for arch in amd64 arm64; do
    ARCH_FLAGS=("--arch" "${arch}")
    if [[ "$arch" = "arm64" ]]; then
        ARCH_FLAGS=("${ARCH_FLAGS[@]}" "--variant" "v8")

    podman build \
      -t "$BASE_IMAGE_NAME-$arch" \
      --manifest "${MANIFEST_NAME}" \
      "${ARCH_FLAGS[@]}" "${BUILD_PATH}"

Here you need the following flags:

  • --manifest: specifies a manifest name where an image will be added to after build is successful
  • --arch/--variant: specifies architecture and architecture variant to build image for. The most recent Podman versions support --platform flag where you may specify architecture, architecture variant and OS all at once - --platform=linux/arm64/v8. For Podman <4 you most likely have to use --arch/--variant/--os flags
  1. Publish the image
$ podman push --all "${MANIFEST_NAME}" "docker://$BASE_IMAGE_NAME"

Here we specified docker:// before an image name to tell that we want to use the Docker transport to transfer an image. Red Hat has a great article about other transports. So that is a point to improve the script by providing a transport method. :smile:

Keep in mind that the publishing step will require you to be logged in with a registry you want to push. To login you can use the following command:

# can provide --user <user> --password <passwd> flags to avoid that
# data prompting
$ podman login <REGISTRY>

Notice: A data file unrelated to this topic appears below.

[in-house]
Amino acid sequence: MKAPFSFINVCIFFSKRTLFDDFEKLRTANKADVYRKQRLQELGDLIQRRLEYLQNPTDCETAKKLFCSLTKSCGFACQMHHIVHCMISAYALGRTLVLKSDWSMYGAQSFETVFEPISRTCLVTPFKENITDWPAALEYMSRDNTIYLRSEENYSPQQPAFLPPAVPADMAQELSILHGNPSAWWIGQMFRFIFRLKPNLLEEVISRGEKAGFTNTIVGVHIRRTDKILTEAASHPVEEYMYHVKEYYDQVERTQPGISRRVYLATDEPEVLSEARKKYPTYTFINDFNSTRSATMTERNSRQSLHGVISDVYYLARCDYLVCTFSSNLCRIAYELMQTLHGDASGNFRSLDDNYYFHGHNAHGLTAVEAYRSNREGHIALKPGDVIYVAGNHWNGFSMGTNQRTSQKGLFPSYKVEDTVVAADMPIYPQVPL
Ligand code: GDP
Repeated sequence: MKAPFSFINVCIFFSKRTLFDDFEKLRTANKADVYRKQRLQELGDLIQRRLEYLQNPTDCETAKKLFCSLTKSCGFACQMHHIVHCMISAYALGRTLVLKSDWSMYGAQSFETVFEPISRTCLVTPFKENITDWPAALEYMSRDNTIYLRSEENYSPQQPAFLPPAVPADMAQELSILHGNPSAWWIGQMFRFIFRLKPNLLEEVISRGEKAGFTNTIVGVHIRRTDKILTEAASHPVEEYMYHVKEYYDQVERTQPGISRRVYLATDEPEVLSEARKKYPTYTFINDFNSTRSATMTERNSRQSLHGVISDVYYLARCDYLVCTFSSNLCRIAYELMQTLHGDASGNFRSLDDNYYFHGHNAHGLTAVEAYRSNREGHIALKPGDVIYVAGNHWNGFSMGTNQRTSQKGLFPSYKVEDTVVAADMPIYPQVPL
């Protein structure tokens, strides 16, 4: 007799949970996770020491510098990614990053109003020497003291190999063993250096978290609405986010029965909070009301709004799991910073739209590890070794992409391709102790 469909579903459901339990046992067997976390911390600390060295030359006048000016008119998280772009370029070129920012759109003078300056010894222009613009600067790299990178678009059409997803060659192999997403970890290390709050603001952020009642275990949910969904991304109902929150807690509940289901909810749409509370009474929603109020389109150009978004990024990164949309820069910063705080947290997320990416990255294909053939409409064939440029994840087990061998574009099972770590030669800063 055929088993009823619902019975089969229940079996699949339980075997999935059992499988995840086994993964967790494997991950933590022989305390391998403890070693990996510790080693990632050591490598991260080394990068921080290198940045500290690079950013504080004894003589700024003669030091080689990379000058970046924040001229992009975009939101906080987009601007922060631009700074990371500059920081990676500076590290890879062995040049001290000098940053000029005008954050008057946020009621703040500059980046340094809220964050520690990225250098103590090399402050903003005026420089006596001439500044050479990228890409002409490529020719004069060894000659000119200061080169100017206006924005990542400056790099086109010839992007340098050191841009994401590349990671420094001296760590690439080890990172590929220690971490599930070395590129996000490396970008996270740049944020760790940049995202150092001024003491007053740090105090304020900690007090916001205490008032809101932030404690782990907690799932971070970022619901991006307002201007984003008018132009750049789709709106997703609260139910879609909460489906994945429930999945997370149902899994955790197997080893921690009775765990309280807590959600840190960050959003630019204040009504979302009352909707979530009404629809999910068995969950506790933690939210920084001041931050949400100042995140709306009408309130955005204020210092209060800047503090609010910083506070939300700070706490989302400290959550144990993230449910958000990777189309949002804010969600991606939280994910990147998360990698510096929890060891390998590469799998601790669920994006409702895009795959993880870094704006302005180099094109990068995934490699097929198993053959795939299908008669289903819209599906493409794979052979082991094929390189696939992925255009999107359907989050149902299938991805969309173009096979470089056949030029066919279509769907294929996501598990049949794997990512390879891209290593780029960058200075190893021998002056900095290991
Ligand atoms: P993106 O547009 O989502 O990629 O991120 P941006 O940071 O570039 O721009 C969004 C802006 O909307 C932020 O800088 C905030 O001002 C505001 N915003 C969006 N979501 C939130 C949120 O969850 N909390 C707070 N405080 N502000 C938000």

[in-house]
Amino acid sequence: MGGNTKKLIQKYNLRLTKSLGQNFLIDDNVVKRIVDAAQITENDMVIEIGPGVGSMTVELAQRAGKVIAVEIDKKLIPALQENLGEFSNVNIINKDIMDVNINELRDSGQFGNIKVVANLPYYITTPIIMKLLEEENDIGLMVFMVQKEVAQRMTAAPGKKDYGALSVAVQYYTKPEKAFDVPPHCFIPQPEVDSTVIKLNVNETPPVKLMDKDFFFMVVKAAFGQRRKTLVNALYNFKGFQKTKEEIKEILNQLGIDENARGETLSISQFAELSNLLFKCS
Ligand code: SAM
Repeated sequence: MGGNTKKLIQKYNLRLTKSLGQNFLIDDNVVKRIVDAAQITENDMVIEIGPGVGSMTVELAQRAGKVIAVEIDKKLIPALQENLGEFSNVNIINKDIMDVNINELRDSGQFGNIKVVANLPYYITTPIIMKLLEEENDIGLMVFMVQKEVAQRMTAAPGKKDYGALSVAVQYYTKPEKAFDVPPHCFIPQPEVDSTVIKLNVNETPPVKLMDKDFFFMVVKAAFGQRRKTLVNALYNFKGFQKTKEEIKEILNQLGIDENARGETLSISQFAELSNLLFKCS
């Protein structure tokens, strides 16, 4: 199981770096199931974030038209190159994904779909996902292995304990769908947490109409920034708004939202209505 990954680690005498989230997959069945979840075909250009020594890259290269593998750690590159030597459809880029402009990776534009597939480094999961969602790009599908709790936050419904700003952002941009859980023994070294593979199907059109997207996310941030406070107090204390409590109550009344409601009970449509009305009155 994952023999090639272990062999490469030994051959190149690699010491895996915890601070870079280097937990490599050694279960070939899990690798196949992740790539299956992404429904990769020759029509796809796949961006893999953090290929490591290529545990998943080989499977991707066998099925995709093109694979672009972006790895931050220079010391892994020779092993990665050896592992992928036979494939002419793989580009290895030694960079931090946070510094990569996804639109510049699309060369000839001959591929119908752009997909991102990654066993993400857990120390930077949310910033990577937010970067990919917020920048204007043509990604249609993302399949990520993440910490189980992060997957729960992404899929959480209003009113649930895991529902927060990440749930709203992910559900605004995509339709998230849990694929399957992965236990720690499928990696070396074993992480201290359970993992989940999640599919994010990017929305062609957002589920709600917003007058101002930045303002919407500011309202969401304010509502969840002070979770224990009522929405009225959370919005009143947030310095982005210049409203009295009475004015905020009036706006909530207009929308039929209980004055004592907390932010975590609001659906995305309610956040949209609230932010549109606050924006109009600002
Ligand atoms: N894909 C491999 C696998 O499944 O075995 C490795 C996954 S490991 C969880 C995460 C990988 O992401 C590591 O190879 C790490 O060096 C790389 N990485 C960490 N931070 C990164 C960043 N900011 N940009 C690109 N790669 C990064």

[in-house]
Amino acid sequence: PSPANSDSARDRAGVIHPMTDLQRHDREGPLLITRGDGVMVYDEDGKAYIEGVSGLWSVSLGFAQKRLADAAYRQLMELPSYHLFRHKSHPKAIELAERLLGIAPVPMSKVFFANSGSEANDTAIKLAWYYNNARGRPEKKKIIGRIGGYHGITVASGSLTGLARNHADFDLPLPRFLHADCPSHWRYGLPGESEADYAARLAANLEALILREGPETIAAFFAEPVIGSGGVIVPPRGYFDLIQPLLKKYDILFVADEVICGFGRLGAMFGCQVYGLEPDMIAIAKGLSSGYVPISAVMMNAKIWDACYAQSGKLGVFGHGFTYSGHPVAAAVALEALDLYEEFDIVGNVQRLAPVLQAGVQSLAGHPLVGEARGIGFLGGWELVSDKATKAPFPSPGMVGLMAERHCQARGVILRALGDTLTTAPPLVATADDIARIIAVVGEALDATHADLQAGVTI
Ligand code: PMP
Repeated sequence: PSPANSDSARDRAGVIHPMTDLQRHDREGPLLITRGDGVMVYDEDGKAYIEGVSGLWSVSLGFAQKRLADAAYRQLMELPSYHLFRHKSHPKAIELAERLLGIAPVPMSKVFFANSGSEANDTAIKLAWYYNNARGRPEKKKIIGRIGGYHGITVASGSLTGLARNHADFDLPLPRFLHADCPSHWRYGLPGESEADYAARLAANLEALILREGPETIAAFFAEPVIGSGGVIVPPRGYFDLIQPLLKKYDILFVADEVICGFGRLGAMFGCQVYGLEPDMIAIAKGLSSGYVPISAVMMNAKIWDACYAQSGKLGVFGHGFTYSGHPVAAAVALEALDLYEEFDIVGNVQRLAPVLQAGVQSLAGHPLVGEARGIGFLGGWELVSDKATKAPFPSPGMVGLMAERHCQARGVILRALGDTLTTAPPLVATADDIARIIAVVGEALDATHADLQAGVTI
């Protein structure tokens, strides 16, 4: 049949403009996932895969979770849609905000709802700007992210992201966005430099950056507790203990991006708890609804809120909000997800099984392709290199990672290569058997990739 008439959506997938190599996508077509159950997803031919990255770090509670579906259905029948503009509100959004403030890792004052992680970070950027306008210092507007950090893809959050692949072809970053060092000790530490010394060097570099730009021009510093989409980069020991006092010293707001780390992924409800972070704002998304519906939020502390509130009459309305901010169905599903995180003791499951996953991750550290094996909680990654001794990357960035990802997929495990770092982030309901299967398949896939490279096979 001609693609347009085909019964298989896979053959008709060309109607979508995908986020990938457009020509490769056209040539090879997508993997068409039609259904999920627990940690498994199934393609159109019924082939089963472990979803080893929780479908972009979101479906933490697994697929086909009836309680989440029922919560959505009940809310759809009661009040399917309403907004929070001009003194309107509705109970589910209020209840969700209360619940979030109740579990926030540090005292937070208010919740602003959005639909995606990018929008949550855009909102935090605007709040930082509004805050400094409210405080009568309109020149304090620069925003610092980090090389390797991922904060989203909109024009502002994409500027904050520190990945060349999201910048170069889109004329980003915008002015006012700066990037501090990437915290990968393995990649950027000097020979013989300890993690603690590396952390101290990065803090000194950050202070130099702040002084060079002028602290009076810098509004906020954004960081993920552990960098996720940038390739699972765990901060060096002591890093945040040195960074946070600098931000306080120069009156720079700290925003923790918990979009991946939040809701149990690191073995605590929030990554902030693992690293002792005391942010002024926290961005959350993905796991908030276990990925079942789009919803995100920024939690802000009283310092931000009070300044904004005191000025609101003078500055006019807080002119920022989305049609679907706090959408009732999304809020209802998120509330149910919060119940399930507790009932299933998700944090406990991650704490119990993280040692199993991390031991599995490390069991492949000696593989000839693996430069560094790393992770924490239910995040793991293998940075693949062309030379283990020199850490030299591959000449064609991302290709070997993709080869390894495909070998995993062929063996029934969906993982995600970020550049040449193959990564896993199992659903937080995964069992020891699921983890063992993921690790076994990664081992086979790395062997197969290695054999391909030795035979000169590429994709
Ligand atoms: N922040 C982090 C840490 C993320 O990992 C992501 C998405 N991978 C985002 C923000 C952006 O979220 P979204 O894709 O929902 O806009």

Buildah usage

The same can be done with the buildah command. podman usage with manifest and push stuff can be substituted with the buildah as as:

$ buildah manifest create ${MANIFEST_NAME}
$ buildah push --all "${MANIFEST_NAME}" "docker://$BASE_IMAGE_NAME"

And build command should be updated with the buildah bud (bud stands for build-using-dockerfile):

$ buildah bud -t <tag> ...

Pretty easy, right?

Podman buildx support

Starting Podman 3.4.0+ there is buildx support (not sure that on early 3.4 versions there is a full-featured support of that command) that allows to have same neat and handy command to build a multi-arch image as with Docker:

$ podman buildx build --push \
    --tag your-username/multiarch-example:latest \
    --platform linux/amd64,linux/arm/v7,linux/arm64 .

According to the official documentation:

podman buildx build command is an alias of podman build. Not all buildx build features are available in Podman. The buildx build option is provided for scripting compatibility.

So, we may use it on our own risk.

By the time of writing this post, Podman 4.3.1 on Fedora 37 was able to execute buildx build command the same way you would have it with Docker buildx and provide valid multi-architecture images.

What we have

For me it seems that Podman becomes a good alternative to Docker with every release. In the most recent versions it has everything I need as well as some nice features like systemd service/Kubernetes POD Yaml generators. Maybe write something about that feature.

If you have any questions, feel free to reach me out via my contacts available or via email.